Metabolic aging, fasting and metformin

The presence of a “metabolic clock” that regulates aging involves the accumulation of metabolic alterations and a decline in metabolic homeostasis and biological fitness.

An increasing number of studies suggest the presence of a “metabolic clock” that controls aging. This clock involves the accumulation of metabolic alterations and a decline in metabolic homeostasis and biological fitness. Nine cellular hallmarks of aging have been described so far: telomere attrition, genomic instability, mitochondrial dysfunction, cellular senescence, stem cell exhaustion, loss of proteostasis, deregulated nutrient sensing, epigenetic alterations, and altered intercellular communication [1]. Metabolic alterations have been implicated in each of these processes [2].

Longevity.Technology: Aging is a complex process, impacting the organism’s ability to maintain homeostasis and regulate body functions. Disruptions in metabolic homeostasis are believed to go hand-in-hand with aging. Westernised lifestyle and hypercaloric nutrition and sedentariness, in particular, have been suggested to accelerate aging. In contrast, metabolic changes associated with caloric restriction have been shown to prevent aging and prolong lifespan. 

Hallmarks of Aging Longevity Technology
Many studies have indicated that fasting can promote Longevity. In fact, evidence that fasting can prevent aging and prolong lifespan has existed for more than ten years, and it has been demonstrated in several species so far. Therefore, caloric restriction mimetics have been gaining increasing interest. The use of these substances can promote the health-promoting effects of fasting, without the need for fasting [2, 3].

“Intermittent fasting, episodic fasting, can actually elicit a response in our bodies and many animal models that are protective against aging. The question is, how does it happen? So, fasting has growing evidence that it actually increases lifespan and healthspan, and the so-called fasting-mimicking diets are emerging,” said Dr Eric Verdin, President and CEO of The Buck Institute for Research on Aging [4].

Caloric restriction is believed to be the most reliable approach to prevent age-related disorders and promote Longevity. Due to ethical considerations, the role of caloric restriction in humans is far less clear compared to other species, and current knowledge is heavily based on epidemiological studies. The Comprehensive Assessment of Long-Term Effects of Reducing Intake of Energy (CALERIE) was the first comprehensive study examining the effects of caloric restriction in humans. The study suggested that two years of caloric restriction could slow biological aging and reduce markers related to aging, including oxidative stress [5].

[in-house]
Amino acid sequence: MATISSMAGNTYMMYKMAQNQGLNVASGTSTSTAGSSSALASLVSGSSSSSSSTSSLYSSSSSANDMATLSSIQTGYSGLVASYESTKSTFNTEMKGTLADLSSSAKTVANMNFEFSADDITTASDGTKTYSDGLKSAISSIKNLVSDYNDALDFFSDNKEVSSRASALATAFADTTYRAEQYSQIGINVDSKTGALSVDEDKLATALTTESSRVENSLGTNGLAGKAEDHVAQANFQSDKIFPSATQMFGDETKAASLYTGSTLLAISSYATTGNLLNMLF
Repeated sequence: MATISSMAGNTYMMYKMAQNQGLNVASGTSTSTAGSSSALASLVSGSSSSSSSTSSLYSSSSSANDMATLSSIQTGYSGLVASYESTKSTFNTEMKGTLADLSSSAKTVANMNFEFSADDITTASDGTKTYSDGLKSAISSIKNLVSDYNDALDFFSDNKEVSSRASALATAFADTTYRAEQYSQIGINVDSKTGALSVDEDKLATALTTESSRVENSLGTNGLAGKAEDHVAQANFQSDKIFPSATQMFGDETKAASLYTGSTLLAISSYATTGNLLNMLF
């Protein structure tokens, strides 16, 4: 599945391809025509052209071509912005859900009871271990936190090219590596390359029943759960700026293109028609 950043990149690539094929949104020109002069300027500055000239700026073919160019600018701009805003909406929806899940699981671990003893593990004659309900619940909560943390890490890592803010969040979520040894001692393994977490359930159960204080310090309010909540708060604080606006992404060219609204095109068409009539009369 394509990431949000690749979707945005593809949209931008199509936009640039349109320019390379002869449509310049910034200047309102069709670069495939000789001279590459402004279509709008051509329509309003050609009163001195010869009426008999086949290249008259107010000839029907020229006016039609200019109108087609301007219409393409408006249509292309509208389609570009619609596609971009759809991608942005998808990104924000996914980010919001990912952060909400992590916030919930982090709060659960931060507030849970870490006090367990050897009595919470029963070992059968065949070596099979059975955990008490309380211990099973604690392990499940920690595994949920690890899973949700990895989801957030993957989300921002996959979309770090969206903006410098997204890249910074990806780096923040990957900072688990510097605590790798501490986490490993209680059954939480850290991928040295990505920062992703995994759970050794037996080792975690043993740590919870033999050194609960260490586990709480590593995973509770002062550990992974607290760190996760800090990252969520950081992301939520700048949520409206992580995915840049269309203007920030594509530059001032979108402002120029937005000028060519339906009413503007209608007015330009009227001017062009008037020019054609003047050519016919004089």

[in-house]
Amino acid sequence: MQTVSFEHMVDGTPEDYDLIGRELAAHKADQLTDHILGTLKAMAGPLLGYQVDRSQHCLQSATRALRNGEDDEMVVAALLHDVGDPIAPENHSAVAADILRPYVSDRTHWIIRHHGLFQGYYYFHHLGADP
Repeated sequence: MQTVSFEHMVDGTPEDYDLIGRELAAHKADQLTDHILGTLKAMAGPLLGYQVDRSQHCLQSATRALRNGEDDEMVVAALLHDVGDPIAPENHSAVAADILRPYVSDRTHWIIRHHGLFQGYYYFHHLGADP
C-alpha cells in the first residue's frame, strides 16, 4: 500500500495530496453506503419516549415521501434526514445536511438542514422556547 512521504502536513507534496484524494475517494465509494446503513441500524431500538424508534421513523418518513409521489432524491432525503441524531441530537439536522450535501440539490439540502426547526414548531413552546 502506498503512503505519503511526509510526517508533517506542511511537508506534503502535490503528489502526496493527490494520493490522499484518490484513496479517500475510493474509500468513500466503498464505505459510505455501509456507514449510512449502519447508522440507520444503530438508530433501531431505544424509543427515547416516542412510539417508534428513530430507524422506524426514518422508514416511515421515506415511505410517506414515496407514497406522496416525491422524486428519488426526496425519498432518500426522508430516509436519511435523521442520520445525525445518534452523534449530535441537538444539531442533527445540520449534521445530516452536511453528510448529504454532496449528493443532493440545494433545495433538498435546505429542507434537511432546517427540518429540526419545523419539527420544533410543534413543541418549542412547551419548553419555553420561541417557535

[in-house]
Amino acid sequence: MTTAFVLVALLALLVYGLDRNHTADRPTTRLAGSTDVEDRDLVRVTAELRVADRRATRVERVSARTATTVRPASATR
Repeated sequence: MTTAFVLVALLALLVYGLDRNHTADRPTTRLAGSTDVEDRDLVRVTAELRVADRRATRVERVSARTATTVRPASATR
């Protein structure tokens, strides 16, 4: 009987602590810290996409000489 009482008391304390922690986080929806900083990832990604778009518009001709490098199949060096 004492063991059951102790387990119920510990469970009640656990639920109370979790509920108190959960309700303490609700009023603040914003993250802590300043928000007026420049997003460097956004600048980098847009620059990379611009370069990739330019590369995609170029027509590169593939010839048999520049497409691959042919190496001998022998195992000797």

Apart from caloric restriction, physical exercise, metformin (which is widely used for the treatment of type 2 diabetes), and the selective limitation of specific nutrients, such as methionine, have been proposed as promising strategies to treat age-associated disorders [2]. The jury is out on whether taking metformin as a non-diabetic is a sensible step – some consider it un-proven beyond rodent models, and there are side-effects from taking any ‘off label’ drug.

Dr Nir Barzilai is a chaired Professor of Medicine and Genetics and Director of the Albert Einstein College of Medicine at Yeshiva University – the biggest center in the world to study aging. His TAME trial which we covered previously is using metformin as a drug to study aging itself, it is the trial structure, rather than the drug itself, that is on trial.

Instead of following a traditional structure given to FDA approved trials (that look for a single disease-endpoint) TAME has a composite primary endpoint – of stroke, heart failure, dementia, myocardial infarction, cancer and death. Rather than attempting to cure one endpoint, across a cohort of participants and control, it will look to delay the onset of any endpoint, extending the years in which subjects remain in good health – their healthspan.

In a retrospective 2014 analysis [6] conducted by the University of Cardiff of 78,000 adult type 2 diabetics in their 60s, those who took metformin lived longer, on average, than healthy controls of the same age. This has led a growing body of doctors beginning to prescribe the drug off-label, so that their patients may benefit from its purported anti-aging effects.

Increasing evidence indicates the importance of metabolic alterations in aging. The better understanding of the role of the metabolic regulation of aging is crucial, as the development of strategies that promote metabolic fitness may prevent or treat age-related diseases, as well as extend healthspan in humans.